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Tahoe Hybrid mixes power and fuel economy

During his career as a TV football analyst, John Madden would often display his considerable affection for those "big old linemen."

During his career as a TV football analyst, John Madden would often display his considerable affection for those "big old linemen."

For Madden, a big old lineman himself, these guys were what football was all about: mountainous males hunkered down in muddy trenches, blood oozing from brush-burned elbows, using those tree-trunk thigh muscles to drive back other 320-pound men.

The Chevy Tahoe is really an automotive answer to Madden's big old linemen. It isn't some jacked-up station wagon calling itself a crossover SUV. It is an honest-to-goodness, truck-based sport-utility vehicle that weighs three tons and powers through deep mud in four-wheel-drive low range.

And like most big old linemen, it has an appetite. Although EPA mileage ratings of 15 city and 21 aren't bad for a heavy, full-size SUV, they're not exactly in line for Sierra Club kudos.

There is, however, an alternative to that kind of ingestion. It's called the Tahoe Hybrid.

The 4WD Tahoe Hybrid has EPAs of 21 city and 22 highway on regular gas. That's not bad for a 6,000-pound vehicle that will tow as much as it weighs, seat eight, carry about 1,400 pounds of soccer players and folding chairs, and go where most crossovers can't.

But wait, it gets even more notable. This driver, who has never been accused of lightfootedness, got even better results than the EPA city estimate. By getting in touch with my gentler, feminine side, I was able to obtain 25.1 miles to a gallon in city driving. I've been in "economy" cars that didn't do that well.

I got to wondering how remarkable that feat was.

"You're not the first to do that," said Brian Goebel, a Chevy spokesman and resident killjoy.

The Tahoe Hybrid uses two battery-powered electric motors (located inside the automatic-transmission housing) to assist the vehicle's gas engine. That assistance saves gas, of course, but it's kind of strange to think of a six-liter, 332-horsepower V-8 being assisted.

A nice fringe benefit of that big V-8 is its decidedly non-hybrid-like performance. Even at three tons, the Tahoe Hybrid vaults out of the chute in a heck of a hurry. (Sometimes during the test driving, I'd get out of touch with my feminine side, or at least make it sit in the third row of seats.)

As it turns out, this mixture of fuel economy, power, and practicality doesn't come cheap. While a conventionally powered Tahoe starts in the high $30s, the hybrid version has a base price of $53,525.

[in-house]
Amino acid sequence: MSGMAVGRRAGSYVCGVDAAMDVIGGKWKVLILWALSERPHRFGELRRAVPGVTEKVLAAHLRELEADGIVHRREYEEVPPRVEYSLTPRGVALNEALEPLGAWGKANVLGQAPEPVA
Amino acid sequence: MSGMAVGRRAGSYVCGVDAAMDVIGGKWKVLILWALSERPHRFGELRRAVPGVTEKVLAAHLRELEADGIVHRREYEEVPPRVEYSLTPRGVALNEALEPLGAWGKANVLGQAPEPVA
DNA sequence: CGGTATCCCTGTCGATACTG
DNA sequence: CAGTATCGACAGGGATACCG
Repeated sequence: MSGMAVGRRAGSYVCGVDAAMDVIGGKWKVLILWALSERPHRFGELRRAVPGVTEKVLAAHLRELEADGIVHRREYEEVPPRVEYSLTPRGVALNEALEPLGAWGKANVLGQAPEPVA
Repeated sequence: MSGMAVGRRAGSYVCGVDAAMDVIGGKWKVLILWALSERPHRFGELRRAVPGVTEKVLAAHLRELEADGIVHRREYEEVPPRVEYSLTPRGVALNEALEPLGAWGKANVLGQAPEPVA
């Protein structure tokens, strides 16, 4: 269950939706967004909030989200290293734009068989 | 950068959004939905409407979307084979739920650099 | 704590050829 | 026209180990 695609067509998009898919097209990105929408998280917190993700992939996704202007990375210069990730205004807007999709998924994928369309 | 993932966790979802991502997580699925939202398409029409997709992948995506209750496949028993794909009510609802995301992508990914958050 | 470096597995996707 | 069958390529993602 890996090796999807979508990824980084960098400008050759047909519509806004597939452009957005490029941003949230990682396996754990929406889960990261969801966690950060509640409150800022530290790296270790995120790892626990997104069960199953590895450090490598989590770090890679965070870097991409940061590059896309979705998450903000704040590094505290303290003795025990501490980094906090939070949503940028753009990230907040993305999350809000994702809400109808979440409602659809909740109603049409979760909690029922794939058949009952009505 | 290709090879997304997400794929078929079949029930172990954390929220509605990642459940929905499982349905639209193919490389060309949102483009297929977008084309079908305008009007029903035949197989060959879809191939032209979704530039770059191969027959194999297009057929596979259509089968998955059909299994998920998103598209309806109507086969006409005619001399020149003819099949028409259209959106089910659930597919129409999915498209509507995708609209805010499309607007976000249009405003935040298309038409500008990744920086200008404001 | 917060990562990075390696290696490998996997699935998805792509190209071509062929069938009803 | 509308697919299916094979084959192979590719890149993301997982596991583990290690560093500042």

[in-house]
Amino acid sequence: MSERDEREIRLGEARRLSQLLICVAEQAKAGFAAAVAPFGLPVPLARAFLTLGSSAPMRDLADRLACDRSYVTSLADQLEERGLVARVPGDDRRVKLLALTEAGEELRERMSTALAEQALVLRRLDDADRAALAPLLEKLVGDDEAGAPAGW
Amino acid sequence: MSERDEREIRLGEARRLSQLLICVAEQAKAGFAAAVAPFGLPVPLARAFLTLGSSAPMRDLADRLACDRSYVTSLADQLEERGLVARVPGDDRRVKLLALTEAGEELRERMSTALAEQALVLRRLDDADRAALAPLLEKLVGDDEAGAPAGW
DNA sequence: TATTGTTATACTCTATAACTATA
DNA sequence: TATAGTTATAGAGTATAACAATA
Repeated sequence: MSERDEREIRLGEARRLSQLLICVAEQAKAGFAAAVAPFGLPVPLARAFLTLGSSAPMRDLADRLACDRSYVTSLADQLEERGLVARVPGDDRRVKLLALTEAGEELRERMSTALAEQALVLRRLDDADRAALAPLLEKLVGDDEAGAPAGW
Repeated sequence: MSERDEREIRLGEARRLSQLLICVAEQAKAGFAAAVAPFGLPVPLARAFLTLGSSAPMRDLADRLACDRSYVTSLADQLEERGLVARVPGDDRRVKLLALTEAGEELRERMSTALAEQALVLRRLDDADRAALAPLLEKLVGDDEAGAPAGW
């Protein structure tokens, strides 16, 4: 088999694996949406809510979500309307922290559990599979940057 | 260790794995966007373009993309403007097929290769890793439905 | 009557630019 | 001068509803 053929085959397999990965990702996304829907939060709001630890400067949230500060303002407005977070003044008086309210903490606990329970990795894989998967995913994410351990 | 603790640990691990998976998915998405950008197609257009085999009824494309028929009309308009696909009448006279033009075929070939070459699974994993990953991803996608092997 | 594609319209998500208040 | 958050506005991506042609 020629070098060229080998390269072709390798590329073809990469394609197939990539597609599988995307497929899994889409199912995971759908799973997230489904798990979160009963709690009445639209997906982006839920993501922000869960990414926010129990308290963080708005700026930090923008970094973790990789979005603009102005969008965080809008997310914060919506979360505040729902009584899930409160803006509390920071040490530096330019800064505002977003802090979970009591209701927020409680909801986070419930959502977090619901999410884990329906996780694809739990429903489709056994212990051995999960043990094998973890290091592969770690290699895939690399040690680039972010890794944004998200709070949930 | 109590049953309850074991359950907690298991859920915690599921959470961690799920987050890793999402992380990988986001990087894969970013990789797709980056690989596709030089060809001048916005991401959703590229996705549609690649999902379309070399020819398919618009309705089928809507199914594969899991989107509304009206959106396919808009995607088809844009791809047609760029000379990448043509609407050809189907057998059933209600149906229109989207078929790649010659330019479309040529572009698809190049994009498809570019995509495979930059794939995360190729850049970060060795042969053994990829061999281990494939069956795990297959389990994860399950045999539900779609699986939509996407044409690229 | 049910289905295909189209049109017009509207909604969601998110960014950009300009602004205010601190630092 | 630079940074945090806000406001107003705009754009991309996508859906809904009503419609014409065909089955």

That luxury price tag includes a ton of luxurious doodads. The standard gear ranges from a nifty navigation system to an even niftier Bose premium sound system.

Driving the Tahoe Hybrid proved a pleasant pastime. The engine proved as civil as it was powerful, and the hybrid component (which carries an eight-year, 100,000-mile warranty) proved unobtrusive. I thought the tester handled well for a big, truck-based SUV. And its electric steering and big antilock disc brakes were certainly up to the job. From a driving standpoint, the Hybrid didn't feel as big as it was.

Inside the nicely appointed tester, I found a design straightforwardness that I liked. The controls and instruments were readily engaged, and visibility was excellent. The power leather driver's seat was comfortable and supportive, and since the tester was equipped with the Premium Smooth Ride Suspension, it rode, ah, smoothly.

The Tahoe Hybrid's cabin was as quiet as a bound and gagged fence post - and remarkably roomy. If you take out the two seats that make up the third row, and tumble the second row forward, you have a whopping 109 cubic feet of storage space. Even with the second row of seats in place, you still have more than 60 cubic feet. With all the seats in place, you're left with 17 cubic feet, which is family-car-trunk volume.

The Tahoe Hybrid has a full array of safety gear, ranging from front and side air bags to antilock brakes and stability control. The government's safety ratings give it the full five stars for side and frontal crashes, and three for rollover.


Chevrolet Tahoe

4WD Hybrid

Base price: $53,525.

As tested: $56,810.

Standard equipment: All the usual luxury suspects, including leather, navigation system, Bose premium sound, 18-inch alloy wheels, ultrasonic parking assist, and rearview camera.

Options: Power sunroof, rear-seat entertainment system, and special paint.

Fuel economy: 21 m.p.g. city,

22 highway.

Handling: Adequate.

Engine performance: Exceptional.

Styling: Beefy boy next door.

Warranty: Three years/36,000 miles bumper to bumper.

The Ben Key: Four Bens, excellent; Three Bens, good; Two Bens, fair; One Ben, poor.